If you want your databases in docker to remain permanent then this post is for you.
With docker you can save a lot of time what you would otherwise spend at setting up your working environment when you reinstall your OS, when you change project or when you need to set up the same environment for one of your colleagues.
The problem takes its origins from our volatile world. Libraries get changed, packages get updated. If you set up your project once on your computer successfully, this doesn’t mean that you will reach success following the same path as you did then.
Docker comes to help. The single issue is that it’s volatile too. You either need to do commit messages on every change of your container (what I actually did at start of my path with docker) or you can separate volatile data from docker.
You can find the plethora of tutorials which say you how you to set up your code for docker. But not for database.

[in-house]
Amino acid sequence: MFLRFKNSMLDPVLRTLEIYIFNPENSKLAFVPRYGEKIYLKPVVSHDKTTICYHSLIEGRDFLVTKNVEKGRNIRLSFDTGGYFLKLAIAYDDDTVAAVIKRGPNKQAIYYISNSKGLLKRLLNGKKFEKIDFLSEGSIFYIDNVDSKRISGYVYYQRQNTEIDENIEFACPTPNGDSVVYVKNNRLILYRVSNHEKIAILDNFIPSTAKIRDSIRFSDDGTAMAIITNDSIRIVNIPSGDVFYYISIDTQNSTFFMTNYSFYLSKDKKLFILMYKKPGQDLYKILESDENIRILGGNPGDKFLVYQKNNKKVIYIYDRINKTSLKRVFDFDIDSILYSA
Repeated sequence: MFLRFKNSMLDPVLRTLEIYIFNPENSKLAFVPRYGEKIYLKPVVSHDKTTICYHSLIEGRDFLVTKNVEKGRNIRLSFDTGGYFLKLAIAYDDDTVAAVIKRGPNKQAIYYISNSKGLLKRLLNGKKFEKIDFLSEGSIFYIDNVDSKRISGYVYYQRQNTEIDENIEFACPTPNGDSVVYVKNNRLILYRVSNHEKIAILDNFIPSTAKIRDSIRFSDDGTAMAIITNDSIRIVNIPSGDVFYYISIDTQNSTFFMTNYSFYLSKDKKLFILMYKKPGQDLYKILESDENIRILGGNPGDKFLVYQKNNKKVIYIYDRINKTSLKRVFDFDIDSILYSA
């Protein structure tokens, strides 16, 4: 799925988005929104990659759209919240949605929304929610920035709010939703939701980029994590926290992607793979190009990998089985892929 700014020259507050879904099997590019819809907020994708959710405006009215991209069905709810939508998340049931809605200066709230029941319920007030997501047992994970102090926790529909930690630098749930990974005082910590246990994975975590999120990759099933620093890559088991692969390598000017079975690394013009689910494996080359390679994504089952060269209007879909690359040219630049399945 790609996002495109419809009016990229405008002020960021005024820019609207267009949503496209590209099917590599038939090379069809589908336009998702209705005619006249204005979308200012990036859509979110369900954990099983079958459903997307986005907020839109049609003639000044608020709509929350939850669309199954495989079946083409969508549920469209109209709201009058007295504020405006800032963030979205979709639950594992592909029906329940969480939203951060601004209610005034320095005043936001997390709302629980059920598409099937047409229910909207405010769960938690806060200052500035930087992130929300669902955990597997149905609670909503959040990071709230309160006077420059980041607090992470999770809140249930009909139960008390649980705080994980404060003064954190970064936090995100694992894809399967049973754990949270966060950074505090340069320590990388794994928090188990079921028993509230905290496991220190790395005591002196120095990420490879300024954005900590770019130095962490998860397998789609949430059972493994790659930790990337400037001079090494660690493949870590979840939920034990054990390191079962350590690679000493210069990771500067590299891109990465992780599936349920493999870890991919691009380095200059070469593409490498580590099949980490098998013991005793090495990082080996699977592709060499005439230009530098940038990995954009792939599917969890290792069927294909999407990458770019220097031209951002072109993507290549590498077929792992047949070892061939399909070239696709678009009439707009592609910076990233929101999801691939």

It my case I needed mysql. It was tricky for me to do it at first and took me a while. But this is actually dead easy to do.
The steps are:
- 1. Install mysql in docker
- 2. do command sudo service mysql stop in container
- 3. inside container launch sudo cp -rp /var/lib/mysql/ ./mysqlfolder (. is any path what is available from outside on your host machine)
- 4. then you can exit container
- 5. sudo chown mysql:mysql mysqlfolder – we need to change permissions to folder so that mysql can accept it
- 6. now you can mount folder to docker adding one more -v option and your databases are going to never disappear anymore
For example I use such command for running one of my projects during development cycle:
docker run –rm -w=’/var/www’ -v /home/lauer/www/bs:/var/www -v /home/lauer/www/bs/protected/.bashrc:/root/.bashrc -v /home/lauer/.ssh:/root/.ssh -v /home/lauer/mysqlfolderall:/var/lib/mysql -p 80:80 -t -i apachenmysqllauer /bin/bash